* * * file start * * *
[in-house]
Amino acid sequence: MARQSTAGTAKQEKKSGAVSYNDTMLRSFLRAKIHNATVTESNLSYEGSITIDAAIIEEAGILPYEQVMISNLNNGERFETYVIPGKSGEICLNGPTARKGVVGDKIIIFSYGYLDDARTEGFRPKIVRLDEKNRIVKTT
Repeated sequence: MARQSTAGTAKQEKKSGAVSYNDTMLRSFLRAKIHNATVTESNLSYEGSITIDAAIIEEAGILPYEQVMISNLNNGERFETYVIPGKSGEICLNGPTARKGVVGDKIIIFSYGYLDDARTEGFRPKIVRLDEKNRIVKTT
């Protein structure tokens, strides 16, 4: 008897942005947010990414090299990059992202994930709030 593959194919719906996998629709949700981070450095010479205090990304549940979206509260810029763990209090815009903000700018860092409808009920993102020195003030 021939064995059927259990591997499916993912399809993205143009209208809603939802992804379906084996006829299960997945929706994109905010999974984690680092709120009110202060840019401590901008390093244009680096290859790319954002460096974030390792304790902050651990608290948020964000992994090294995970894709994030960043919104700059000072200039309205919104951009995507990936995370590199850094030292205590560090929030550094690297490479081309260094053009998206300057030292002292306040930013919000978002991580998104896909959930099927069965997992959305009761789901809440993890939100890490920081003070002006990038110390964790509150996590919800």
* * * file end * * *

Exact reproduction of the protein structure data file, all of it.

[in-house]
Amino acid sequence: MARQSTAGTAKQEKKSGAVSYNDTMLRSFLRAKIHNATVTESNLSYEGSITIDAAIIEEAGILPYEQVMISNLNNGERFETYVIPGKSGEICLNGPTARKGVVGDKIIIFSYGYLDDARTEGFRPKIVRLDEKNRIVKTT
Repeated sequence: MARQSTAGTAKQEKKSGAVSYNDTMLRSFLRAKIHNATVTESNLSYEGSITIDAAIIEEAGILPYEQVMISNLNNGERFETYVIPGKSGEICLNGPTARKGVVGDKIIIFSYGYLDDARTEGFRPKIVRLDEKNRIVKTT
């Protein structure tokens, strides 16, 4: 008897942005947010990414090299990059992202994930709030 593959194919719906996998629709949700981070450095010479205090990304549940979206509260810029763990209090815009903000700018860092409808009920993102020195003030 021939064995059927259990591997499916993912399809993205143009209208809603939802992804379906084996006829299960997945929706994109905010999974984690680092709120009110202060840019401590901008390093244009680096290859790319954002460096974030390792304790902050651990608290948020964000992994090294995970894709994030960043919104700059000072200039309205919104951009995507990936995370590199850094030292205590560090929030550094690297490479081309260094053009998206300057030292002292306040930013919000978002991580998104896909959930099927069965997992959305009761789901809440993890939100890490920081003070002006990038110390964790509150996590919800």